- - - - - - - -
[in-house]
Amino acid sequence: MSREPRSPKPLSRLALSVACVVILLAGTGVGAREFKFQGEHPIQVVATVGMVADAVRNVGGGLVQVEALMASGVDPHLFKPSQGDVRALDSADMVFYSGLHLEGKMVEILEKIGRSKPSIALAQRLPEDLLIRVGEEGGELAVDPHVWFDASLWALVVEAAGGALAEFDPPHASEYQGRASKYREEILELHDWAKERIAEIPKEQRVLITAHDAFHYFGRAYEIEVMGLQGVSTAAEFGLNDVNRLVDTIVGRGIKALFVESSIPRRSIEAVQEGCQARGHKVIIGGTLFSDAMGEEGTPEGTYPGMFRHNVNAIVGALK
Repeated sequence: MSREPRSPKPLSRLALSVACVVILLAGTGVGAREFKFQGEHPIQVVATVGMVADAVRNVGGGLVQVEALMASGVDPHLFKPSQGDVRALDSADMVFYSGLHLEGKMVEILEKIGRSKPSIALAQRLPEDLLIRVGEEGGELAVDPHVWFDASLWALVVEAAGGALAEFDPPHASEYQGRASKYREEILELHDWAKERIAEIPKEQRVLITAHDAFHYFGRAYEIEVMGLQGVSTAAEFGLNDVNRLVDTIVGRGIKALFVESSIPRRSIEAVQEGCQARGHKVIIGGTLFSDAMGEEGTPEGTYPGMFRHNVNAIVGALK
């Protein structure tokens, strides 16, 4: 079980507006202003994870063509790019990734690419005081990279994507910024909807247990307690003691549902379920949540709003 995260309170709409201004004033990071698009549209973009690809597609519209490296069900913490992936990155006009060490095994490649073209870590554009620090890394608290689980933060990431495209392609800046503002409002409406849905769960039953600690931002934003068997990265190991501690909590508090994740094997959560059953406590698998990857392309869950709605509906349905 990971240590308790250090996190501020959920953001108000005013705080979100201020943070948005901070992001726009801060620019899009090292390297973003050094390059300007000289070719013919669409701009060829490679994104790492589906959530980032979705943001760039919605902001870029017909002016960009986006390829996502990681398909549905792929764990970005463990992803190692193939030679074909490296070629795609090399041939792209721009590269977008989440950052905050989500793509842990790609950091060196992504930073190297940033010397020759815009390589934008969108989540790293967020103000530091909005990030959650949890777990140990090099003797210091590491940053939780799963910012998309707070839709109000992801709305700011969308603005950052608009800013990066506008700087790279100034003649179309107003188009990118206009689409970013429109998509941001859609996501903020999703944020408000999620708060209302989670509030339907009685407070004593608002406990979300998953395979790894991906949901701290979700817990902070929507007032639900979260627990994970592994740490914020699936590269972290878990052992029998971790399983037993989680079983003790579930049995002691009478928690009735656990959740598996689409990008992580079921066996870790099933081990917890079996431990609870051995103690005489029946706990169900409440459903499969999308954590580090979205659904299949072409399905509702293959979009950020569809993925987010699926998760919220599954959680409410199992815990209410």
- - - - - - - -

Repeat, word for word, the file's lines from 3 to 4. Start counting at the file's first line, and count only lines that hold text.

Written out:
Repeated sequence: MSREPRSPKPLSRLALSVACVVILLAGTGVGAREFKFQGEHPIQVVATVGMVADAVRNVGGGLVQVEALMASGVDPHLFKPSQGDVRALDSADMVFYSGLHLEGKMVEILEKIGRSKPSIALAQRLPEDLLIRVGEEGGELAVDPHVWFDASLWALVVEAAGGALAEFDPPHASEYQGRASKYREEILELHDWAKERIAEIPKEQRVLITAHDAFHYFGRAYEIEVMGLQGVSTAAEFGLNDVNRLVDTIVGRGIKALFVESSIPRRSIEAVQEGCQARGHKVIIGGTLFSDAMGEEGTPEGTYPGMFRHNVNAIVGALK
């Protein structure tokens, strides 16, 4: 079980507006202003994870063509790019990734690419005081990279994507910024909807247990307690003691549902379920949540709003 995260309170709409201004004033990071698009549209973009690809597609519209490296069900913490992936990155006009060490095994490649073209870590554009620090890394608290689980933060990431495209392609800046503002409002409406849905769960039953600690931002934003068997990265190991501690909590508090994740094997959560059953406590698998990857392309869950709605509906349905 990971240590308790250090996190501020959920953001108000005013705080979100201020943070948005901070992001726009801060620019899009090292390297973003050094390059300007000289070719013919669409701009060829490679994104790492589906959530980032979705943001760039919605902001870029017909002016960009986006390829996502990681398909549905792929764990970005463990992803190692193939030679074909490296070629795609090399041939792209721009590269977008989440950052905050989500793509842990790609950091060196992504930073190297940033010397020759815009390589934008969108989540790293967020103000530091909005990030959650949890777990140990090099003797210091590491940053939780799963910012998309707070839709109000992801709305700011969308603005950052608009800013990066506008700087790279100034003649179309107003188009990118206009689409970013429109998509941001859609996501903020999703944020408000999620708060209302989670509030339907009685407070004593608002406990979300998953395979790894991906949901701290979700817990902070929507007032639900979260627990994970592994740490914020699936590269972290878990052992029998971790399983037993989680079983003790579930049995002691009478928690009735656990959740598996689409990008992580079921066996870790099933081990917890079996431990609870051995103690005489029946706990169900409440459903499969999308954590580090979205659904299949072409399905509702293959979009950020569809993925987010699926998760919220599954959680409410199992815990209410």